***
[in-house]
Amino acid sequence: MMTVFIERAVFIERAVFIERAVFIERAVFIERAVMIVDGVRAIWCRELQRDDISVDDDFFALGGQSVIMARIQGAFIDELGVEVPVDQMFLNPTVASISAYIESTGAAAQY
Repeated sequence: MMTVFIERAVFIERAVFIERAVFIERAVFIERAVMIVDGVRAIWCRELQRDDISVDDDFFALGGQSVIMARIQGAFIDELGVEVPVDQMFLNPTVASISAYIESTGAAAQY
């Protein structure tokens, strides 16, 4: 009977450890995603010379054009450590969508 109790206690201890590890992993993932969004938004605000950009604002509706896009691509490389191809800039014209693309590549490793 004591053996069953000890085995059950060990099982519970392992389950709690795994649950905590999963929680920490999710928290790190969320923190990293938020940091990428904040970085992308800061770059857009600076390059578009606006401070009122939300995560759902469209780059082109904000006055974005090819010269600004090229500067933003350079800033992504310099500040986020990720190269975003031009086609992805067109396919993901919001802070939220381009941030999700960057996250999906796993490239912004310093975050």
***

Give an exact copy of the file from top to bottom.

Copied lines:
[in-house]
Amino acid sequence: MMTVFIERAVFIERAVFIERAVFIERAVFIERAVMIVDGVRAIWCRELQRDDISVDDDFFALGGQSVIMARIQGAFIDELGVEVPVDQMFLNPTVASISAYIESTGAAAQY
Repeated sequence: MMTVFIERAVFIERAVFIERAVFIERAVFIERAVMIVDGVRAIWCRELQRDDISVDDDFFALGGQSVIMARIQGAFIDELGVEVPVDQMFLNPTVASISAYIESTGAAAQY
């Protein structure tokens, strides 16, 4: 009977450890995603010379054009450590969508 109790206690201890590890992993993932969004938004605000950009604002509706896009691509490389191809800039014209693309590549490793 004591053996069953000890085995059950060990099982519970392992389950709690795994649950905590999963929680920490999710928290790190969320923190990293938020940091990428904040970085992308800061770059857009600076390059578009606006401070009122939300995560759902469209780059082109904000006055974005090819010269600004090229500067933003350079800033992504310099500040986020990720190269975003031009086609992805067109396919993901919001802070939220381009941030999700960057996250999906796993490239912004310093975050």